Unfortunately, the roof below the exhaust assembly was not quite high enough to accommodate the 21 pin socket on the decoder. So a hole had to be cut in the roof, below the exhaust moulding, to enable the locomotive to fit back together again.
Before the exhaust assembly was refitted to cover the hole
NB: The hole was greatly increased in size to accommodate the high spots of the larger ESU LokSound decoder (see photo near the end of the page).
Pending arrival of the speaker, a spare enclosure was glued to the roof underside, immediately above the side vents.
The missing dummy fan assembly, removed from the chassis block is not too obvious.
The speaker enclosure is just visible if you know where to look, but is not too conspicuous, viewed through the mesh.
Quick check to confirm all is well before sourcing the speaker & decoder
|LokSound V4 Decoder
1) Circuit diagram showing the Function Outputs in use:
The unchanged circuit for lighting control (V4 LokPilot and V4 LokSound have almost identical function control systems, albeit very different defaults).
2) Adjustments to the Legomanbiffo function mapping:
A few additions to accommodate lights and operational functions:
Detailed CV change action:
Including, curiously, restoration of the headlight and rear light intensity, activated by button zero, which were almost at minimum settings as received!
The (inverse) fader is introduced to provide a means of increasing engine sound volume when the engine revs increase at notch settings above idle.
A few tweaks to the sound levels:
The engine sounds were reduced, to increase the relative volume of the horns and the wheel flange squeal sounds, which were already at the maximum volume setting.
Several remaining sounds need re-balancing with the revised engine sound volume:
It all works very well! The ESU 50334 speaker delivers a very acceptable sound through the side grills and after the above adjustments, the relative sound volumes are how I like to hear them. The original lighting all works as required, including the strobes and rear light disable facility.
Next step is to add the updated Class 60 to the Traincontroller locomotive list, including all the new sound functions. Then a test track schedule will be created, followed eventually by a YouTube video.
The Class 60 runs smoothly at all speeds, and the motor control related CV values are as follows:
*Start voltage is increased to overcome some hesitation at speed step 1/28
**Half speed is reduced to 80 to reduce the speed gradient at slow speeds.
***The Class 90 has a good sized motor with 2 flywheels which would suggest a value nearer to 100.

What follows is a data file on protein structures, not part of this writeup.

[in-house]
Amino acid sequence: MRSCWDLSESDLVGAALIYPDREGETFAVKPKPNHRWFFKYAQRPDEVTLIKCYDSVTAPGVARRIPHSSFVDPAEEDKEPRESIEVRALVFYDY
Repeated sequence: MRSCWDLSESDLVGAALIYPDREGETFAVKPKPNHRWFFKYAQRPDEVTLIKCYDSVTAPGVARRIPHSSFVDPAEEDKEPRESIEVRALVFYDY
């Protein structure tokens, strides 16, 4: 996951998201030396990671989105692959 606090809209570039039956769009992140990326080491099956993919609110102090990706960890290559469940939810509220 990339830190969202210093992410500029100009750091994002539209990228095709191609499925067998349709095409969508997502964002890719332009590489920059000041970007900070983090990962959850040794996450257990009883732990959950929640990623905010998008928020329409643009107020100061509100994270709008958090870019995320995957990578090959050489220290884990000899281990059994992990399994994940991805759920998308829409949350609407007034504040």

Showing the speaker installation and the fan assembly removed to enable it to fit.
The larger cut-out below the exhaust silencer, required to accommodate the larger LokSound decoder.
LokSound in place on the ESU adaptor board.
The sound system and the locomotive speed control plus dynamic acceleration / deceleration properties are very good. It's a pleasure to drive and works very well under computer control too. I'm not sufficiently familiar with Class 60 locomotives to be able to offer an opinion on sound accuracy, but Legomanbiffo's solution appears very convincing. I think the volume boost I've applied as the locomotive revs build up to the next notch above idle adds a bit of presence though. If I come across a 60 at Ely Station soon, I'll be listening carefully!
When Hornby release their imminent red DB Schenker liveried Class 60, I'll make an equivalent conversion, but this time using a Zimo decoder equipped with a new sound project. The Bif solution sets the bar quite high, so it will be an interesting comparison..... check out the Part 2 page when it appears.
Subsequent tweaks (April 2014):
With a year or so of additional experience on LokSound V4 projects, I've decided to make a few adjustments and add manual notching:
The acceleration and deceleration delays (CV3 & 4) could usefully be extended: 230 & 110
CV2 drop to 1, CV51 to 2, CV55 increase to 100, CV124 to 5 to allow adaptive speed control frequency.
Just discovered detonators on button 18 ! next I'll need a flash LED!
Manual notch-up on button 19: CV32 to 3 then CVN=CV397 to 2
Manual notch-down on button 20: CV32 to 3 then CVN=CV413 to 4
You've read the web page, now watch the movie:
Adding a detonator flash LED ..... mini-project:
A simpler circuit solution with a detonator flash LED added:
Revised Circuit Diagram to free up a function output to drive a bright white LED to flash in synchronisation with the detonator bangs:
Circuit Mods complete, Flash LED added and CVs adjusted: All works fine!
Mounted a bit on the high side, but it does the job!
|Supplier website links:
The photos of the Class 60 model were taken hand held on the kitchen worktop using a Canon IXUS 220HS.